Disclosure: I get commissions for purchases made through links in this post. This helps keep this site running.
Let's assume you don't yet have a website and you're trying to figure out how much bandwidth and disk space you need from your hosting plan. Here we'll use my data from 3 of my own blog-style sites to find out how many visitors add up to how much bandwidth, and what amount of disk space is used.
As explained in the next section, this amount should be considered a ball-park figure and not a precise quantity, but it'll give you a good feel for the amount of resources you'll go through per amount of visitors. After that, I'll go to actually calculating these figures for you from my own bandwidth and disk space usage data.
First I'll explain what bandwidth and disk space is and why we'll get a ball-park figure, or alternatively you can just skip ahead to the data now.
About bandwidth and disk space, and why we'll get a ball-park figure
Bandwidth relates to how much data is being sent over by your site to the viewer. The reason the figures we'll calculate are ball-park is that the amount of data being sent by your site depends on the content of each viewed page.
For example, if you have a text-only page with no images at all, only a small amount of data is going to be sent over so only a tiny amount of bandwidth will be used. By contrast, if you have an article that's a step-by-step illustrated how-to with 10 large high-resolution images in it, that's going to be a lot of data that has to be sent over (mainly because of the images) and therefore a larger amount of bandwidth will be used.
An article with a single medium-sized lower-resolution image will be somewhere in between these two extremes.
Extra for experts: Audio (e.g. MP3) and video take up even more bandwidth, but don't worry, you're unlikely to be in this situation even if you plan on showing your YouTube videos. In that case you'll most likely be embedding from YouTube or some other video-sharing or podcast-hosting site - this type of audio or video doesn't count against what's being used in your web hosting plan (that audio or video part of the bandwidth comes from YouTube, Vimeo etc instead). Ignore this bit if you're confused; it'll make sense later.
The good news is that even bearing in mind differences between different sites, we can still get a ball-park figure for how much bandwidth and disk space your site will use per visitor.
Disk space is different from bandwidth. Disk space is how much storage your website data takes and this has nothing to do with how many visitors you get. Even if you had zero visitors to your site (and therefore zero bandwidth), your images and website files such as Wordpress still have to be stored SOMEWHERE (i.e. at your host) and it's the amount of space it takes up on disk at your host that is what we're talking about here. As you write more articles, you'll use more disk space - not because of visitors as mentioned above - because you'll be adding images and other things to your site as you write articles.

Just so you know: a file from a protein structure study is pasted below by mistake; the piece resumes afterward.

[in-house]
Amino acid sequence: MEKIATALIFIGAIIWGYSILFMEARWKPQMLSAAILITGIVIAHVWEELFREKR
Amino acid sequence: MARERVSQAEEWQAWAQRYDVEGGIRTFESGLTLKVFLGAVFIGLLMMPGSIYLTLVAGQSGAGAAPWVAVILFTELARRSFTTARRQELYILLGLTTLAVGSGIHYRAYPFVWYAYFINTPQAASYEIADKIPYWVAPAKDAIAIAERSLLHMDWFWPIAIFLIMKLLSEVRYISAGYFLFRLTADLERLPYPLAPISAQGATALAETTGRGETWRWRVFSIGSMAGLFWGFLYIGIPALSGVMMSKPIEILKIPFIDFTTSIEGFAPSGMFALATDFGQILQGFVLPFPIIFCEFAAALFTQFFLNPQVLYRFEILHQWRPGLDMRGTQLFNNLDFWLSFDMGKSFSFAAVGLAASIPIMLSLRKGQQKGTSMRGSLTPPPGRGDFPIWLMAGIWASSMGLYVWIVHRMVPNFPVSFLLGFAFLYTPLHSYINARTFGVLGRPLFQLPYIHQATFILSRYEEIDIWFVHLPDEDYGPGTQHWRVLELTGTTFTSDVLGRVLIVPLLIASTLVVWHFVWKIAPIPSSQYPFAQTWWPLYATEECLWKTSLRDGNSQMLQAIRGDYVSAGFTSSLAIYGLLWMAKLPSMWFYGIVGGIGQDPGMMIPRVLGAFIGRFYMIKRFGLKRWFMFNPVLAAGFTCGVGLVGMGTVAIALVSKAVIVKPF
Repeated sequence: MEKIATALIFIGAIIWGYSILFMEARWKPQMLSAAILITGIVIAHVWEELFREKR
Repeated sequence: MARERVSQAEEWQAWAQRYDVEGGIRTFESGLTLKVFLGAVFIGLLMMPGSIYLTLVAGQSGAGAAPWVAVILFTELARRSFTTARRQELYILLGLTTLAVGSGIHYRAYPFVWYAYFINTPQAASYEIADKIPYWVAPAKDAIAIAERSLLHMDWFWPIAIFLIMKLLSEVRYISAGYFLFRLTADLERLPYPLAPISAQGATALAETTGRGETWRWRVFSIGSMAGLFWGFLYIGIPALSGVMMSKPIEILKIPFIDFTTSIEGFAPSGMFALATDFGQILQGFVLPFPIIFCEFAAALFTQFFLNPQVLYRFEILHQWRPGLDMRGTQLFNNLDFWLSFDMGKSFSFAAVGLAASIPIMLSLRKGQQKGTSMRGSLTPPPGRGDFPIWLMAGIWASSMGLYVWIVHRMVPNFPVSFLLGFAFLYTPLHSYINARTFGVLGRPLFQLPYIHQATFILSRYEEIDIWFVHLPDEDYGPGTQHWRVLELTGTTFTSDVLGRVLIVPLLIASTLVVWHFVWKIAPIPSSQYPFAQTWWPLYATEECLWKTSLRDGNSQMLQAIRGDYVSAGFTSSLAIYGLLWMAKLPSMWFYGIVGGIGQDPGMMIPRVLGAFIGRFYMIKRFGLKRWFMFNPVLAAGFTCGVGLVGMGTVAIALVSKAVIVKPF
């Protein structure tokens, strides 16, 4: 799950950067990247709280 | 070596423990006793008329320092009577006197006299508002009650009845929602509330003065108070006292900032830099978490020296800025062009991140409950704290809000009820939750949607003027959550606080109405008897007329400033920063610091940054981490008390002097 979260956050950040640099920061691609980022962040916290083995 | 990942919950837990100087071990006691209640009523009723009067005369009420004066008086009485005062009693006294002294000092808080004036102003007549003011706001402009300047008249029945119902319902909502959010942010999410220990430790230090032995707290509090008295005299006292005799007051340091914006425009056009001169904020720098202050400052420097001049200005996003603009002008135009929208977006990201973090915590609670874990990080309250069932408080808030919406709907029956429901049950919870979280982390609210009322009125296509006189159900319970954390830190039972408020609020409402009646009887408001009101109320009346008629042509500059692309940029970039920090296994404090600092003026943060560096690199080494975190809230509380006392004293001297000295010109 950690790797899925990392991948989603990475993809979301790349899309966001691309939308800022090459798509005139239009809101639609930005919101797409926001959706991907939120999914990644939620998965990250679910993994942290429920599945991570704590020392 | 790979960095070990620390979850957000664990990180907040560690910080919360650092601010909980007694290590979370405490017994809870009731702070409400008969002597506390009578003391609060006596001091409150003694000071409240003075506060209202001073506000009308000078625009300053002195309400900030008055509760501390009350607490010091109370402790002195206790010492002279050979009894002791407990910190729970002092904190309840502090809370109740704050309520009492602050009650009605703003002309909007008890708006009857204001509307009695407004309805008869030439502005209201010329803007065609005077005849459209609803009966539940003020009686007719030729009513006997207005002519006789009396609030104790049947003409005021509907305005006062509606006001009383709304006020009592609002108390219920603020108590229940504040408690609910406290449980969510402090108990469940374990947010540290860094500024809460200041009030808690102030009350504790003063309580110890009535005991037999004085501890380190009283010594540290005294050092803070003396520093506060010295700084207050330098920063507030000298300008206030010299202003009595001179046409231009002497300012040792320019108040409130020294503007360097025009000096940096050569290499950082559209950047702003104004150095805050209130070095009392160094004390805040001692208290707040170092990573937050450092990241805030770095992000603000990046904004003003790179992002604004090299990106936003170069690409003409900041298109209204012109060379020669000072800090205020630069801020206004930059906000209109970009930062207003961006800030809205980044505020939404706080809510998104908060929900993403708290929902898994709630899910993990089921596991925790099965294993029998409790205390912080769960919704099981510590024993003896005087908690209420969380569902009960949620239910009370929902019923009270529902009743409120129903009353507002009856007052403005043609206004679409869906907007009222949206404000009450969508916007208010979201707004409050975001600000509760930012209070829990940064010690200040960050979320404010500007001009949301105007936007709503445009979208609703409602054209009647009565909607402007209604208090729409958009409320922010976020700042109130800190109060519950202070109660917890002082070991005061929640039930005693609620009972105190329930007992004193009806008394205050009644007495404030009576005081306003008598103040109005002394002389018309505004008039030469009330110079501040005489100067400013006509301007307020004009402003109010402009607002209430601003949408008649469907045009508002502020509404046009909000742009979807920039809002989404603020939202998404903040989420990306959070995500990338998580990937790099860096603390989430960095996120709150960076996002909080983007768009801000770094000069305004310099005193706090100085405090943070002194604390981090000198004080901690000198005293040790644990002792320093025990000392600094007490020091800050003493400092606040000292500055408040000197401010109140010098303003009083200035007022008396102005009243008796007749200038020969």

A bit lost on disk space? Then just know this:
- disk space is different from bandwidth
- you'll need disk space no matter how many or few visitors you have
- you will use more disk space as you write more articles and upload more images (good news though: disk space works out more efficiently at your host than you would think)
Extra for experts: Please note also that the disk space includes not only items you've put up yourself for your website (e.g. Wordpress, image uploads) but also everything your host has already provided built-in for the running of the back end, such as email, cPanel, your backups, and so on.
Disk space will not vary with how many visitors you get, but it should still be thought of as a ball-park figure because this will be affected by several things:
- your choice of CMS (Wordpress, Joomla, etc)
- your image uploads (how many images, their size, and their resolution)
- how your host has set up the server
- how many site backups you store at your host
Don't stress about all these factors! We'll still be able to get a decent idea of how much disk space you'll need.
Calculation of how much bandwidth is used up by how many visitors, and how much disk space you need
OK here we are, about to calculate how much bandwidth is used up per visitor and how much disk space you need. As the title of this article indicates, these figures will be relevant to a typical blog site (not another type of site such as ecommerce). This is because the raw data for bandwidth and disk space comes from blog sites that I own, not other types of sites.
The raw data: relationship between bandwidth and number of visits
So for 3 different blog sites that I own, I used the website visitor statistics provided by my web host to determine:
- how many visits (total visits, not unique visitors) I had in 1 month to each of these websites
- how much bandwidth was used up that month by each of the sites
In case you're wondering, that data came from the AWstats software that is bundled with most web hosts.